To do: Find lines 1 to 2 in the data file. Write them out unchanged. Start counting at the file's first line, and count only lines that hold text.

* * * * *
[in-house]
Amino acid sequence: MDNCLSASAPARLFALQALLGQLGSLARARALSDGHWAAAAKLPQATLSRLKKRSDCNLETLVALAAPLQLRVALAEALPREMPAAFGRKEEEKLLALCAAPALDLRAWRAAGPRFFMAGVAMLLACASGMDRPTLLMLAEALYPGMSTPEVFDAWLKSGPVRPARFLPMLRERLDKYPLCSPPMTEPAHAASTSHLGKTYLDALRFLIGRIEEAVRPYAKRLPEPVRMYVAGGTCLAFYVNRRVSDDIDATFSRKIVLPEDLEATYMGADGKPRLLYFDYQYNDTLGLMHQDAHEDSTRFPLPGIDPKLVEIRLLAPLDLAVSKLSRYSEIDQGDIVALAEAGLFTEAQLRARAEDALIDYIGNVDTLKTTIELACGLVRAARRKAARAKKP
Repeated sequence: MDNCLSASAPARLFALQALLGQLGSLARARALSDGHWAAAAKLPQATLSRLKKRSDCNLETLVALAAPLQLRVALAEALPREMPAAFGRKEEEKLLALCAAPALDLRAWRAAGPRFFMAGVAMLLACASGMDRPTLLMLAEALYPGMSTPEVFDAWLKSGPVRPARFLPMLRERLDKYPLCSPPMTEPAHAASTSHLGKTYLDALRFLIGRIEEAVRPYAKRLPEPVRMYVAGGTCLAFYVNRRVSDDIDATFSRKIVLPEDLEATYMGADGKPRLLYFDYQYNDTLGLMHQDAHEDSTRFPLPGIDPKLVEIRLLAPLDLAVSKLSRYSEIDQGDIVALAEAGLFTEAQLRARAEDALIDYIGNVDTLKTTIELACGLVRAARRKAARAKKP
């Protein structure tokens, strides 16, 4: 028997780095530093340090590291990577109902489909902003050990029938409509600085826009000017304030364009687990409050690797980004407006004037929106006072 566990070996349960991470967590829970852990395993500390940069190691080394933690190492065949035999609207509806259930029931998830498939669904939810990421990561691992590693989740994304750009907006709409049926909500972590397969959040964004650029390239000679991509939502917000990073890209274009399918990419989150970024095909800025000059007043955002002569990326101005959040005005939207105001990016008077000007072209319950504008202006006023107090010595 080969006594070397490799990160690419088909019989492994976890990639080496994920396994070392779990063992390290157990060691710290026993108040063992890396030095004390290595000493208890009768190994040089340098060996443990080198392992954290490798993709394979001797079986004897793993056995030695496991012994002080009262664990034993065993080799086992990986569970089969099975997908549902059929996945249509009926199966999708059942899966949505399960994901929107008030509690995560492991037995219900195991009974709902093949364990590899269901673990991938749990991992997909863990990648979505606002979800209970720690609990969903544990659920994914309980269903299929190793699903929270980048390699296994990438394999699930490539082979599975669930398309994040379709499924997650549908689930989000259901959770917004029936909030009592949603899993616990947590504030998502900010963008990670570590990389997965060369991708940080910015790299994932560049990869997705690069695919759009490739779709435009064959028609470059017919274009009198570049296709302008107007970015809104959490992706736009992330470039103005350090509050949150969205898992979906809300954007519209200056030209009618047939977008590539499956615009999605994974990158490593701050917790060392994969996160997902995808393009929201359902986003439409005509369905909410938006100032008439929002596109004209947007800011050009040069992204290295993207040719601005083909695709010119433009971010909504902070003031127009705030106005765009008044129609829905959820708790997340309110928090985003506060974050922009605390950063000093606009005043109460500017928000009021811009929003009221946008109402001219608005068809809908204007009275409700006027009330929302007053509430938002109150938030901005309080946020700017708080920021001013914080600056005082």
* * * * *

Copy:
[in-house]
Amino acid sequence: MDNCLSASAPARLFALQALLGQLGSLARARALSDGHWAAAAKLPQATLSRLKKRSDCNLETLVALAAPLQLRVALAEALPREMPAAFGRKEEEKLLALCAAPALDLRAWRAAGPRFFMAGVAMLLACASGMDRPTLLMLAEALYPGMSTPEVFDAWLKSGPVRPARFLPMLRERLDKYPLCSPPMTEPAHAASTSHLGKTYLDALRFLIGRIEEAVRPYAKRLPEPVRMYVAGGTCLAFYVNRRVSDDIDATFSRKIVLPEDLEATYMGADGKPRLLYFDYQYNDTLGLMHQDAHEDSTRFPLPGIDPKLVEIRLLAPLDLAVSKLSRYSEIDQGDIVALAEAGLFTEAQLRARAEDALIDYIGNVDTLKTTIELACGLVRAARRKAARAKKP